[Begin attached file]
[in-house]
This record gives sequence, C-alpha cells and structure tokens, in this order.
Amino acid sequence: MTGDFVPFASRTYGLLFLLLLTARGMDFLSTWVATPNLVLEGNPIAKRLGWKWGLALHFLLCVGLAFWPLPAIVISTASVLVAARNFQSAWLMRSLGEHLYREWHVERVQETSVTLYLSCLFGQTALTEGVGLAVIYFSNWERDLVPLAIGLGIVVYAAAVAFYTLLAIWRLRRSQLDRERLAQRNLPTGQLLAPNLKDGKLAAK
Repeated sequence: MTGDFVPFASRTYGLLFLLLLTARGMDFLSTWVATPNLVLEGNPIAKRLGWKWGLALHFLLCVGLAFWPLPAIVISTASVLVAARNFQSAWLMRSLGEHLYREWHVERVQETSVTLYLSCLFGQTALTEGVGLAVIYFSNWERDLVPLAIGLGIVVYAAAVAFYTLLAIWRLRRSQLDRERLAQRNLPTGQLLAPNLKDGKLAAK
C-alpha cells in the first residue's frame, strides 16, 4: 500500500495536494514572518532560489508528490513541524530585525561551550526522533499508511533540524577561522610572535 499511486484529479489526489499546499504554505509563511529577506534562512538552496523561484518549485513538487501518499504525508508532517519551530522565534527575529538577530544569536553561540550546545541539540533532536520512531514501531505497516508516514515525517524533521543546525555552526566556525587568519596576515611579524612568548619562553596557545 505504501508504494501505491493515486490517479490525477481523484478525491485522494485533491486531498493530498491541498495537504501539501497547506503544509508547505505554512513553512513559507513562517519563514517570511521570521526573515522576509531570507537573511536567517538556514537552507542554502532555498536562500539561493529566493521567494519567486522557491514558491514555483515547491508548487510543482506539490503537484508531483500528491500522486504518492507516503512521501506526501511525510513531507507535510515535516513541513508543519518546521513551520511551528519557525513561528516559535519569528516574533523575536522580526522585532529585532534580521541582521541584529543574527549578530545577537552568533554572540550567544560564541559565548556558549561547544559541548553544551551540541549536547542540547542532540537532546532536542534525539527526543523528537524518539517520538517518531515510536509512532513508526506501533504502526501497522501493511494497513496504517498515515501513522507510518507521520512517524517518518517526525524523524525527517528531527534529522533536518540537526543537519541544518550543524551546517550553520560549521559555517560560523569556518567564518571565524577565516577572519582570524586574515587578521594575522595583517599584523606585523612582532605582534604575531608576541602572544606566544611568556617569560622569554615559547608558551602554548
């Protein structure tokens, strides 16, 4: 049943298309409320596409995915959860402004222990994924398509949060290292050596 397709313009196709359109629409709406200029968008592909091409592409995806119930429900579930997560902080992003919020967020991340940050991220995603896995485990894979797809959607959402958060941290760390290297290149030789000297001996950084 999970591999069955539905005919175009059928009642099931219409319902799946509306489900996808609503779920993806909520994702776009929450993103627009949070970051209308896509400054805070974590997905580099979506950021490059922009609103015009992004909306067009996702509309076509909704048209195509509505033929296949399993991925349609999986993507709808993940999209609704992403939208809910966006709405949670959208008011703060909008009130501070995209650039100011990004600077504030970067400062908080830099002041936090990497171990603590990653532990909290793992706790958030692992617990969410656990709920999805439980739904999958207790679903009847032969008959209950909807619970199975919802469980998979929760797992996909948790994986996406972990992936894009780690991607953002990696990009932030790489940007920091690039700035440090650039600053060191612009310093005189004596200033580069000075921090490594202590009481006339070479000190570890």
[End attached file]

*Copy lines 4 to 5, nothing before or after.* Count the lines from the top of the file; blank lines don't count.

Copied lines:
Repeated sequence: MTGDFVPFASRTYGLLFLLLLTARGMDFLSTWVATPNLVLEGNPIAKRLGWKWGLALHFLLCVGLAFWPLPAIVISTASVLVAARNFQSAWLMRSLGEHLYREWHVERVQETSVTLYLSCLFGQTALTEGVGLAVIYFSNWERDLVPLAIGLGIVVYAAAVAFYTLLAIWRLRRSQLDRERLAQRNLPTGQLLAPNLKDGKLAAK
C-alpha cells in the first residue's frame, strides 16, 4: 500500500495536494514572518532560489508528490513541524530585525561551550526522533499508511533540524577561522610572535 499511486484529479489526489499546499504554505509563511529577506534562512538552496523561484518549485513538487501518499504525508508532517519551530522565534527575529538577530544569536553561540550546545541539540533532536520512531514501531505497516508516514515525517524533521543546525555552526566556525587568519596576515611579524612568548619562553596557545 505504501508504494501505491493515486490517479490525477481523484478525491485522494485533491486531498493530498491541498495537504501539501497547506503544509508547505505554512513553512513559507513562517519563514517570511521570521526573515522576509531570507537573511536567517538556514537552507542554502532555498536562500539561493529566493521567494519567486522557491514558491514555483515547491508548487510543482506539490503537484508531483500528491500522486504518492507516503512521501506526501511525510513531507507535510515535516513541513508543519518546521513551520511551528519557525513561528516559535519569528516574533523575536522580526522585532529585532534580521541582521541584529543574527549578530545577537552568533554572540550567544560564541559565548556558549561547544559541548553544551551540541549536547542540547542532540537532546532536542534525539527526543523528537524518539517520538517518531515510536509512532513508526506501533504502526501497522501493511494497513496504517498515515501513522507510518507521520512517524517518518517526525524523524525527517528531527534529522533536518540537526543537519541544518550543524551546517550553520560549521559555517560560523569556518567564518571565524577565516577572519582570524586574515587578521594575522595583517599584523606585523612582532605582534604575531608576541602572544606566544611568556617569560622569554615559547608558551602554548